Sydney Morning Herald, 1 June 2015. South China Sea: The tiny islands that could lead to war, Peter Hartcher.

An edited extract of the original article appears below.

The territorial dispute in the South China Sea is building towards a flash point.  There is a persistent idea that it’s about nothing more than tiny islands and useless reefs…

The US President, Barack Obama, complained in April that China was using its “sheer size and muscle to force countries into subordinate positions”.

China didn’t pay any heed. It said that it was within its sovereign rights and the reclamation proceeded apace, with hundreds of ships dredging and building. The US decided to press the point that it would not accept any intrusion into international air space.

It sent military aircraft to fly over some of the islands last week. China’s navy ordered the Americans to leave the area immediately. They did not. China protested angrily but didn’t shoot…

But still the pressure builds. The US plans to sail and fly past and over the atolls to assert freedom of navigation.  Washington says it is offering $US425 million to the south-east Asian claimants to beef up their navies and coastguards.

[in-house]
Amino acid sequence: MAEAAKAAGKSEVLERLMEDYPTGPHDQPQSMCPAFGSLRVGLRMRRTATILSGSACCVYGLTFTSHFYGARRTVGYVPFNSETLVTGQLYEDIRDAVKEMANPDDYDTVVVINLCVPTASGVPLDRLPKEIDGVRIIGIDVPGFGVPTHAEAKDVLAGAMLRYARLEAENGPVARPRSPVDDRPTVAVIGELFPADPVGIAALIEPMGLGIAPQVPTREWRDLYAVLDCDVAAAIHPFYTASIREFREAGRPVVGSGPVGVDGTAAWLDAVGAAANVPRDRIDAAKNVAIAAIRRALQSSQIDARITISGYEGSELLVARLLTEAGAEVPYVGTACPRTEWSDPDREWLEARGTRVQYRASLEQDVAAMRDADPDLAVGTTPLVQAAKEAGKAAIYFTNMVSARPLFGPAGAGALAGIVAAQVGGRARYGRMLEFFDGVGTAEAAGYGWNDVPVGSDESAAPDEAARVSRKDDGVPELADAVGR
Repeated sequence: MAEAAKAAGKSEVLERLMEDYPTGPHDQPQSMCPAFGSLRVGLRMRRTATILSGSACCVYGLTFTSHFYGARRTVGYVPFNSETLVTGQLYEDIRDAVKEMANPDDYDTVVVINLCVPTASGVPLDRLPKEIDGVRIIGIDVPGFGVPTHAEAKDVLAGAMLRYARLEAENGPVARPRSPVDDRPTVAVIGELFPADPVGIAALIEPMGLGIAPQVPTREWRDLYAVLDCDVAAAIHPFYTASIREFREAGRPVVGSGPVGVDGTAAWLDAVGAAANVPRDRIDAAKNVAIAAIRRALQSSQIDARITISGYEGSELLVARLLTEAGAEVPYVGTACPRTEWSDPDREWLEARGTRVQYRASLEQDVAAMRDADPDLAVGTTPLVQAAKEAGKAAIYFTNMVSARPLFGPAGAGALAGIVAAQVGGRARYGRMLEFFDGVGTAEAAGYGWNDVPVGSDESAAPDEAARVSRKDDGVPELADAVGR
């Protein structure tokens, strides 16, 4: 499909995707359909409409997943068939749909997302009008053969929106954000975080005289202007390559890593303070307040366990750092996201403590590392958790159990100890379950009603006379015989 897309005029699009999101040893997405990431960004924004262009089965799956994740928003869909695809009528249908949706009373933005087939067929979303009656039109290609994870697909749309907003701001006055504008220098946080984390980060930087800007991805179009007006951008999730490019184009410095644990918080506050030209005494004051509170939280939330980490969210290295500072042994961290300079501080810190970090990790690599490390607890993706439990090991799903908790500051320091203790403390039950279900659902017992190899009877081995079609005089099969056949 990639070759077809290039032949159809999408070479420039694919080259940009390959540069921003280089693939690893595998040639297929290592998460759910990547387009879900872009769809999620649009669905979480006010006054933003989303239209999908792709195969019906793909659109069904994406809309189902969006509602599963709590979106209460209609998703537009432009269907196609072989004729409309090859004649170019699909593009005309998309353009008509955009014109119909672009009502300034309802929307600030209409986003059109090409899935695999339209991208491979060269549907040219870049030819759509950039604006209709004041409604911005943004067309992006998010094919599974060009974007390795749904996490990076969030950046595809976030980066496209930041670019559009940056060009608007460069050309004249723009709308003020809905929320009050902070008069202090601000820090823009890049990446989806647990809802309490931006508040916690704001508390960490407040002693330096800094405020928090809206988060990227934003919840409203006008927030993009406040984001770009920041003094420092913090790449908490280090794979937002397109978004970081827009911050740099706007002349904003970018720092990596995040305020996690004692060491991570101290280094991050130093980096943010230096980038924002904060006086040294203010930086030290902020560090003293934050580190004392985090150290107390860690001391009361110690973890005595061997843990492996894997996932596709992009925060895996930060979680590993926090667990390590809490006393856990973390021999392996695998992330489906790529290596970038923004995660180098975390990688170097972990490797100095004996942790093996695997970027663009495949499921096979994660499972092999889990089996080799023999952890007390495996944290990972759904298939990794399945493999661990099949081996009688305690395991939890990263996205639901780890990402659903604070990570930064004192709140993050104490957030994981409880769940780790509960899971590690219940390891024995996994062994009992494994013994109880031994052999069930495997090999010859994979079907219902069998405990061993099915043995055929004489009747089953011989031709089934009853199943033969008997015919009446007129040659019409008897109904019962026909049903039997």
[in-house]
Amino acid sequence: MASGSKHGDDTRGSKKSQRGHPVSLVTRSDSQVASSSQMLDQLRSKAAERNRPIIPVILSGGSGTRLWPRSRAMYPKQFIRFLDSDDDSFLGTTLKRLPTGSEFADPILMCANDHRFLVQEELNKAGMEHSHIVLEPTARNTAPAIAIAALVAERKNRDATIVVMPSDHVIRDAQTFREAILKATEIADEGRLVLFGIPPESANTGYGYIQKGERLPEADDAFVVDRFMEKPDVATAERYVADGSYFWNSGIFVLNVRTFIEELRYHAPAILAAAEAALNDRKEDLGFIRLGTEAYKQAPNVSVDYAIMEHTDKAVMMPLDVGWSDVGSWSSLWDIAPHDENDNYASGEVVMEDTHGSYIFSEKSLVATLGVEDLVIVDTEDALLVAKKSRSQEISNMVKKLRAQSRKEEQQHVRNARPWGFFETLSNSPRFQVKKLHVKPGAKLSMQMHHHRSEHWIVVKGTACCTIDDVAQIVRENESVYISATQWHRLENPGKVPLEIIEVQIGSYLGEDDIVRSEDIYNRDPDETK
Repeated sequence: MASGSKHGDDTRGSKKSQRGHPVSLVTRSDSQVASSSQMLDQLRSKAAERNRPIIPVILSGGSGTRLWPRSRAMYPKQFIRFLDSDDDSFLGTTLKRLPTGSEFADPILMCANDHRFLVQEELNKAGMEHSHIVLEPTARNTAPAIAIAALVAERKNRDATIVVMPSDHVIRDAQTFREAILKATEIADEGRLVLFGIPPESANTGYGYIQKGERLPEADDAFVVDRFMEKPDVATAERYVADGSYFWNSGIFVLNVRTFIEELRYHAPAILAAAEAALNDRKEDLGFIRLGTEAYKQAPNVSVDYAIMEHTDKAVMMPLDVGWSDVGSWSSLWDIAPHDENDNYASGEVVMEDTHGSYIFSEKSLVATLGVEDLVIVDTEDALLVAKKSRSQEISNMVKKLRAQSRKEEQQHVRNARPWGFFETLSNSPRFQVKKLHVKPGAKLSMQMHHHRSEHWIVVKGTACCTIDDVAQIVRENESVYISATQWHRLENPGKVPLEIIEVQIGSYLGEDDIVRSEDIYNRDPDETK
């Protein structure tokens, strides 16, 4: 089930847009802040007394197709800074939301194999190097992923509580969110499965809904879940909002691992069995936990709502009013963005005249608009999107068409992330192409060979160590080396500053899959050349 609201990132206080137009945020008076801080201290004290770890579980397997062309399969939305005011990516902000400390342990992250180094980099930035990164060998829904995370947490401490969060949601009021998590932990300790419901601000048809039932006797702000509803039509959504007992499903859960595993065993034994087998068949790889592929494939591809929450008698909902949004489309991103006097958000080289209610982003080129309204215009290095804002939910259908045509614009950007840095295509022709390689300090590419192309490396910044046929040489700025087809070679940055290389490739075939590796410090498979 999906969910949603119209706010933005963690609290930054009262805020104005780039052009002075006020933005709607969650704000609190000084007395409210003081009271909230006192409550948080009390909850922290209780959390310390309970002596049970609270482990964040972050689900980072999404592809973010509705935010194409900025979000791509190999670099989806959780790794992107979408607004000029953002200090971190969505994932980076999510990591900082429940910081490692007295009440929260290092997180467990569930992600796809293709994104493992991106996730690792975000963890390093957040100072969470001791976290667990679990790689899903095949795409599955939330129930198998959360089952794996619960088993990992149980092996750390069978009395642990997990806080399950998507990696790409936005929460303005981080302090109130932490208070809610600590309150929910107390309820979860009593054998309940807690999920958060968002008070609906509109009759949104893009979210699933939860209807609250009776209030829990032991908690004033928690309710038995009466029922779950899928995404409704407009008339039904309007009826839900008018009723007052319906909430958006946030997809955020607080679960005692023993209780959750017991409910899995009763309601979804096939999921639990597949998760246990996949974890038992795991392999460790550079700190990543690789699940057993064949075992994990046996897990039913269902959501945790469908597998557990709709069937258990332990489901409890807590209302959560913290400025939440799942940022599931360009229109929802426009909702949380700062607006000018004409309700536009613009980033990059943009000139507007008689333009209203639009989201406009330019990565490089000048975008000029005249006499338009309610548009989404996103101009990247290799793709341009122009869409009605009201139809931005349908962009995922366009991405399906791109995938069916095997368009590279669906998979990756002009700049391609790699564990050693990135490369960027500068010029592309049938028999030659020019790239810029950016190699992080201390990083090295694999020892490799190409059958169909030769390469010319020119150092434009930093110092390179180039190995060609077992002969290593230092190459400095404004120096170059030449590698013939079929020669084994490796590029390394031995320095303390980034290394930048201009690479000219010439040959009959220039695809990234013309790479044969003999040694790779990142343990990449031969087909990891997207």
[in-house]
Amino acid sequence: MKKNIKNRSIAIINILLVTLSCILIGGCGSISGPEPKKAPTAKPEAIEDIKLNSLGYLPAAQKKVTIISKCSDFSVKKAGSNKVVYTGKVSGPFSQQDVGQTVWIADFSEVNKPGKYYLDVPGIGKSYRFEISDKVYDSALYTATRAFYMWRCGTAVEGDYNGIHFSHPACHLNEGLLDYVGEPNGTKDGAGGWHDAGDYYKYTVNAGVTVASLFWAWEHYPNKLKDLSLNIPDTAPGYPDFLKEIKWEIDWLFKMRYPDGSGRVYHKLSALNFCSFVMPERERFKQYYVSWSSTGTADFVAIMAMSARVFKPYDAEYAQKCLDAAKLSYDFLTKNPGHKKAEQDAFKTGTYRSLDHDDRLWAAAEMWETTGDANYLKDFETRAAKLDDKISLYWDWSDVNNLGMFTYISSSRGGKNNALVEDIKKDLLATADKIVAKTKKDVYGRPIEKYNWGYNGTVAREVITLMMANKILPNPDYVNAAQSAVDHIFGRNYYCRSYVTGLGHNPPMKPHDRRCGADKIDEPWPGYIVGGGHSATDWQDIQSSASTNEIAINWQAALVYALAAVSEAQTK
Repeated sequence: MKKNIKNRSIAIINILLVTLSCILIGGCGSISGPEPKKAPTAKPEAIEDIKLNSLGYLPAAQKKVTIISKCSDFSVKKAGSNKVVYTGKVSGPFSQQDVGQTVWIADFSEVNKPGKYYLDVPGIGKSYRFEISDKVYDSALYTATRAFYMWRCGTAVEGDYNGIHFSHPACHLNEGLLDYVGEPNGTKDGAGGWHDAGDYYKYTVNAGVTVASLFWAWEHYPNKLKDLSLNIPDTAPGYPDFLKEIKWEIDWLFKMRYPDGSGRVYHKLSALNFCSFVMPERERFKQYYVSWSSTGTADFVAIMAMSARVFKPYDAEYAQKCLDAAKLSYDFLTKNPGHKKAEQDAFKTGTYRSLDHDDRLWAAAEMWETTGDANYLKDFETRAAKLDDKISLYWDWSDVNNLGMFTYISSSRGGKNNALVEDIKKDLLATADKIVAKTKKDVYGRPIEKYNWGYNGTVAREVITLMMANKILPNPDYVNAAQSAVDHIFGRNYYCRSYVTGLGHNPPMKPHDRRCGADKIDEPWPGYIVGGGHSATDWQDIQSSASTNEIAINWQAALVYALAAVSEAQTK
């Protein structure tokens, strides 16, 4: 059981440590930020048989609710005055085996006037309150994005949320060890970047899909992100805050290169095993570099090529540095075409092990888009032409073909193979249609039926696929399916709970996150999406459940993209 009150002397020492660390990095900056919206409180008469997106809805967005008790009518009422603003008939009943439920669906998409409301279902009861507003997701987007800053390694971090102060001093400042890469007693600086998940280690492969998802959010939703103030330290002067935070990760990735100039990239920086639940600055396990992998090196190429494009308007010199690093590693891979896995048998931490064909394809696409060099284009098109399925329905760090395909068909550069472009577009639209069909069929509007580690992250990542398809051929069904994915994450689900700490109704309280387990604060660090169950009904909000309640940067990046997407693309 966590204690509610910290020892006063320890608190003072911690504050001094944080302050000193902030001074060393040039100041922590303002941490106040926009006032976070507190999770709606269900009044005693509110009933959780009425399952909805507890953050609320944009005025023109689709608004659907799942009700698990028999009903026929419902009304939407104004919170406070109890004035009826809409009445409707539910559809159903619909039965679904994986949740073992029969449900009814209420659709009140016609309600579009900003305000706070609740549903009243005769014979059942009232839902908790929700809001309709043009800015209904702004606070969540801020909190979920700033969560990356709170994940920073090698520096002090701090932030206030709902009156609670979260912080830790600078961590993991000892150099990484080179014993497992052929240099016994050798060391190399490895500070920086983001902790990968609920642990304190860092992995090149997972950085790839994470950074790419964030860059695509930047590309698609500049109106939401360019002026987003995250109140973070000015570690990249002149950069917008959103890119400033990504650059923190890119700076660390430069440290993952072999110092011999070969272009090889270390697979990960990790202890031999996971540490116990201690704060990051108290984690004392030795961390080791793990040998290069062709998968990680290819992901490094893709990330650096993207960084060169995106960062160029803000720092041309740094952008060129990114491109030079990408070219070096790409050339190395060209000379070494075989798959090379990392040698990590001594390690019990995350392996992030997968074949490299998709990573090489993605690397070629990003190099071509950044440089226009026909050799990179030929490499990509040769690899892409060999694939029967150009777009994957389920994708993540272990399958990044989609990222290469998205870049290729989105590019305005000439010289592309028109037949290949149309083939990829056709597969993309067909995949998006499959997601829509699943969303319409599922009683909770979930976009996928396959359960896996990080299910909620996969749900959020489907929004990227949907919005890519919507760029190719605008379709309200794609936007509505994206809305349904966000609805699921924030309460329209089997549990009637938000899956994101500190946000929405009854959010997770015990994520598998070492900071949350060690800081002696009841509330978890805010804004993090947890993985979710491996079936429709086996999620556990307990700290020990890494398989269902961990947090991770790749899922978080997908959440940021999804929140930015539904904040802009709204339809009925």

On the Chinese side, Beijing says it reserves the right to declare an Air Defence Identification Zone over the area…

“This has the potential to escalate into one of the deadliest conflicts of our time, if not history,” said Malaysia’s Defence Minister, Hishammuddin Hussein, on the weekend…

A prominent Chinese general has described the approach to maritime territorial claims as a “cabbage strategy”.

Major General Zhang Zhaozhong, a military theorist with the People’s Liberation Army (PLA) National Defence University, has said that China puts down one “cabbage leaf”or layer of territorial assertion over another.  First might be ships of the fishing administration, then maritime surveillance vessels, then the Chinese navy. Adding extra layers, such as air defence zones or new bases, is consistent with this way of patiently building a thickening circle of claim by force.

All that’s happened in recent weeks is that the US has decided that it can’t stand by and allow China to dominate the entire region against the will of its smaller neighbours and endanger international right of way.

The US position, which is also Australia’s position, is that it doesn’t take sides in the argument over territory, simply that it wants them settled by negotiation and not force.

The good news is that China’s creeping invasion of the region is now being openly challenged for the first time by a country with the power to do something about it.

The bad news is that there is no solution in sight.

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